Meta goes to war with FTC over right to profit from kids' personal data

Awkward hill to die on, but OK

Meta has filed a lawsuit challenging the Federal Trade Commission's authority to regulate the social advertising giant.

If the Facebook parent succeeds in its claims, the US watchdog could be hobbled and hindered in its ability to pursue its consumer protection mandate.

Zuck & Co's complaint [PDF], filed in federal court in Washington, DC, on Wednesday claims the regulator's structure and operation violates the US Constitution.

In 2011, Meta, in its Facebook incarnation, settled with the FTC over allegations the Silicon Valley titan ran roughshod over people's privacy, and vowed to respect netizens' wishes to keep their info private.

In 2020, the FTC again settled with Meta over claims the biz broke that 2011 promise.

Now this lawsuit is an attempt by the corporation to stop the FTC from modifying that 2020 settlement.

As noted by the non-profit Electronic Privacy Information Center, the 2020 order resulted in a $5 billion fine for Facebook "but required no meaningful changes to the business practices that violate user privacy."

The FTC subsequently decided to seek meaningful shifts in the social network's policy. In May this year, the agency accused Meta of repeatedly violating its privacy commitments, claiming the ad biz has fallen short of its compliance obligations, misled parents about controls in the company's Messenger Kids app, and misrepresented facts about developer access to user data.

And to remedy the situation, the FTC said it wanted to revise the 2020 order to further restrict data gathering by Meta and its subsidiaries – Facebook, Instagram, Oculus, and WhatsApp.

The proposed restrictions include: a blanket prohibition on monetizing the data of children and teens; disallowing the launch of new products until they've been assessed for privacy; an extension of compliance obligations to companies Meta acquires; limits on the use of facial recognition technology; and stronger third-party monitoring of data usage.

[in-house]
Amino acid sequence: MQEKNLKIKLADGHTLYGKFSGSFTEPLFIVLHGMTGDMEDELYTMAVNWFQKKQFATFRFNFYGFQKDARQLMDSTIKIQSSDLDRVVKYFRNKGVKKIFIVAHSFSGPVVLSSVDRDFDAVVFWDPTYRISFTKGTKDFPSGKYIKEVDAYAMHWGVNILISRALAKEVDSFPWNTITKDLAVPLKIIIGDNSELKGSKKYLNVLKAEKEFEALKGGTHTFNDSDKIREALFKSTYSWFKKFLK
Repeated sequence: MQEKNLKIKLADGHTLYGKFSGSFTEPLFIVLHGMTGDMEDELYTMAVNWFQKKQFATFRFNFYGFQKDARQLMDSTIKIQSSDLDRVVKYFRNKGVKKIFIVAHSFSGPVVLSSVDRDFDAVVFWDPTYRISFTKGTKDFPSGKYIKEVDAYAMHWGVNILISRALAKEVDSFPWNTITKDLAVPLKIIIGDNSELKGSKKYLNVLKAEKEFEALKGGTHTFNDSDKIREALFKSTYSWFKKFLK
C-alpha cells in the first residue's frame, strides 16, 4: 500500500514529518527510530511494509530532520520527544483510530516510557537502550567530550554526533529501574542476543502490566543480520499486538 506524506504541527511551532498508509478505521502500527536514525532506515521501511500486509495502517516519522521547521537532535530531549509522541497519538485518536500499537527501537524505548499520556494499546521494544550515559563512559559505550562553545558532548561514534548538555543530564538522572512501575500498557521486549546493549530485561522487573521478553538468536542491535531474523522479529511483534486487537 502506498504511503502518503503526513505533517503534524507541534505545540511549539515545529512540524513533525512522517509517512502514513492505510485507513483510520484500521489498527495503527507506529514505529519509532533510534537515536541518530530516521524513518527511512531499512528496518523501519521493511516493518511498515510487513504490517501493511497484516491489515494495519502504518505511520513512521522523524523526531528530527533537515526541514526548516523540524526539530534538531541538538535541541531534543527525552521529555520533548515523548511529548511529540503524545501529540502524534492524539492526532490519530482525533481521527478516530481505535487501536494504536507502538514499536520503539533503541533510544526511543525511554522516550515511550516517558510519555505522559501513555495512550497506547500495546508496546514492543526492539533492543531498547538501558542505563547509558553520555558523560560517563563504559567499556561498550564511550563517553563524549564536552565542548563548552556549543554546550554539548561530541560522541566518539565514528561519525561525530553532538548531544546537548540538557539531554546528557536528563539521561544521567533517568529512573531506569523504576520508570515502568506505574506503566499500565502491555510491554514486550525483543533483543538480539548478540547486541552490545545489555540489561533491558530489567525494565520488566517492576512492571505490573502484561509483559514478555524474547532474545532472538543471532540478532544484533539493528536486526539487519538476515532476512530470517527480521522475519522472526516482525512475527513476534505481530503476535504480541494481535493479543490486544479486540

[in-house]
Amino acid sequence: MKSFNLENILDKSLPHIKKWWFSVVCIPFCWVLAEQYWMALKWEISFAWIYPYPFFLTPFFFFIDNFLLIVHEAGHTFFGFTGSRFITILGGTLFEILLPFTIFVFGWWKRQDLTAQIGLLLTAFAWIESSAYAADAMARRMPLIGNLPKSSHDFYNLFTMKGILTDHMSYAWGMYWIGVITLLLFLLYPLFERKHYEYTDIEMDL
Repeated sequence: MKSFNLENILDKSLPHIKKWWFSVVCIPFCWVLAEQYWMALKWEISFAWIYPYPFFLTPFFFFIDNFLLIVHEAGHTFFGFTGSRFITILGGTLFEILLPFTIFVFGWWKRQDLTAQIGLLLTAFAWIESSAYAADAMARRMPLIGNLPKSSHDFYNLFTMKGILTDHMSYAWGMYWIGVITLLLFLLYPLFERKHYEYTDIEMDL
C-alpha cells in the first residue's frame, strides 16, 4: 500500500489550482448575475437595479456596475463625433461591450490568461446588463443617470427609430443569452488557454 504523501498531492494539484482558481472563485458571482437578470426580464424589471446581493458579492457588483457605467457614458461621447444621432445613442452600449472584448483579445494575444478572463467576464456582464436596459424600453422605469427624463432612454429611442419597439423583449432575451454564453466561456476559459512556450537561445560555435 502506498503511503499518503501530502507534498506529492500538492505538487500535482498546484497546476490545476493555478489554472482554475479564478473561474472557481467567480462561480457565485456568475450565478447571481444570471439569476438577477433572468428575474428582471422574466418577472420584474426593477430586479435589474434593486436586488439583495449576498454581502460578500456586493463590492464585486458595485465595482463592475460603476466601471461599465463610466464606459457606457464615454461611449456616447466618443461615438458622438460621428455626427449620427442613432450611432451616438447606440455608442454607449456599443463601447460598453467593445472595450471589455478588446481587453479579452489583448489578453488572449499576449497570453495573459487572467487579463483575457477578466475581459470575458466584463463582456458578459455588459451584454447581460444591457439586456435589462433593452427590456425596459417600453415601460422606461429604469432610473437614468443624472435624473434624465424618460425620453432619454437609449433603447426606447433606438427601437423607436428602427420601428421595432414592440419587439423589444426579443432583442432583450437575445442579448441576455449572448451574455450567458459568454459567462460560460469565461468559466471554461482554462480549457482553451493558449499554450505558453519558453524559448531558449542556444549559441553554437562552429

Meta – presently being sued by most US states and also by hundreds of school districts over claims the corporation knew its social media services harmed the mental health of kids – contends the proposed FTC changes would cause irreparable harm to its business. Thus it is asking the court to declare the agency's oversight unconstitutional.

"In this complaint, Meta does not seek to litigate the merits of the commission’s accusations and findings against Meta in the FTC proceeding," the paperwork states. "Instead, Meta challenges the constitutionality of five structural characteristics of the commission that render the FTC proceeding unconstitutional."

Meta argues the FTC, by acting as prosecutor and judge in proceedings violates the Fifth Amendment guarantee of due process. The social biz also claims that the President's inability to remove FTC commissioners violates Article II of the Constitution, which says the US leader can appoint and remove executive officers.

The social ad biz says the FTC, chaired by Big Tech nemesis Lina Khan, aims to usurp its property rights "by seeking to impose broad restrictions on how companies such as Meta may make use of their intellectual property." And it insists meta should be allowed to have any dispute adjudicated in a jury trial, rather than an FTC administrative proceeding.

The FTC declined to comment.

David Vladeck, professor of law at Georgetown University and a former director of the Bureau of Consumer Protection of the Federal Trade Commission, told The Register there are two constitutional issues at play.

One, he said, is the limitation on the President's ability to remove FTC commissioners, which was upheld in Humphrey's Executor v. United States (1935) and revisited recently in Seila Law LLC v. Consumer Financial Protection Bureau (2019). In that latter case, the Supreme Court held that limitations on the removability of the head of Consumer Financial Protection Bureau violated constitutional separation of powers.

"What Meta is doing is arguing that in light of the Seila Law case, the FTC is not constitutionally composed because the President does not have the right to simply remove FTC commissioners," said Vladeck. "And that's an issue that will end up at some point in the Supreme Court."

That's an issue that will end up at some point in the Supreme Court

The other constitutional issue, he said, has to do with Securities and Exchange Commission v. Jarkesy, a case about the financial watchdog's authority. The Supreme Court heard arguments for that case on Wednesday.

"The question there was, 'can the SEC use its administrative powers to adjudicate claims of enforcement against people who've allegedly violated the SEC statutes," said Vladeck.

The FTC's enforcement action against Meta has been administrative rather than judicial, and so if Meta can invalidate that approach, FTC would have to pursue claims using judicial procedure in federal court, which would require more time and resources.

Vladeck said that a decision against the SEC in SEC v. Jarkesy would harm the FTC.

"I think that would be a body blow to enforcement agencies," he said. "It'd be great for people who cheat and steal from consumers, but I think the court would get it wrong. And I hope the court doesn't do that." ®

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